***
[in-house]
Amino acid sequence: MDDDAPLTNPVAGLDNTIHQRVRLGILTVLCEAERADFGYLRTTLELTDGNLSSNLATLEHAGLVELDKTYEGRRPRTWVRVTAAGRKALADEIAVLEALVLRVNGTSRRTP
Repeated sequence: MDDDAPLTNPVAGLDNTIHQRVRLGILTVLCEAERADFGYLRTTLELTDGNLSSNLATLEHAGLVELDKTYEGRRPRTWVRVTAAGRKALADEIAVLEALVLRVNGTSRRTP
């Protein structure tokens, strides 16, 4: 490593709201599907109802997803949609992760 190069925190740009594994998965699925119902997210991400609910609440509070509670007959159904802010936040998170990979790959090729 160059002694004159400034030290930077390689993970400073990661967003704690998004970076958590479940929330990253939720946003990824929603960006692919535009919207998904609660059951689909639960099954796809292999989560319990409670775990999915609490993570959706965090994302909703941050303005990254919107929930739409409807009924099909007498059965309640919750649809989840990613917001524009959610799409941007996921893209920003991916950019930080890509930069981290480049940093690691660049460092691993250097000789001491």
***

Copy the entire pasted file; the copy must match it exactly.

[in-house]
Amino acid sequence: MDDDAPLTNPVAGLDNTIHQRVRLGILTVLCEAERADFGYLRTTLELTDGNLSSNLATLEHAGLVELDKTYEGRRPRTWVRVTAAGRKALADEIAVLEALVLRVNGTSRRTP
Repeated sequence: MDDDAPLTNPVAGLDNTIHQRVRLGILTVLCEAERADFGYLRTTLELTDGNLSSNLATLEHAGLVELDKTYEGRRPRTWVRVTAAGRKALADEIAVLEALVLRVNGTSRRTP
């Protein structure tokens, strides 16, 4: 490593709201599907109802997803949609992760 190069925190740009594994998965699925119902997210991400609910609440509070509670007959159904802010936040998170990979790959090729 160059002694004159400034030290930077390689993970400073990661967003704690998004970076958590479940929330990253939720946003990824929603960006692919535009919207998904609660059951689909639960099954796809292999989560319990409670775990999915609490993570959706965090994302909703941050303005990254919107929930739409409807009924099909007498059965309640919750649809989840990613917001524009959610799409941007996921893209920003991916950019930080890509930069981290480049940093690691660049460092691993250097000789001491």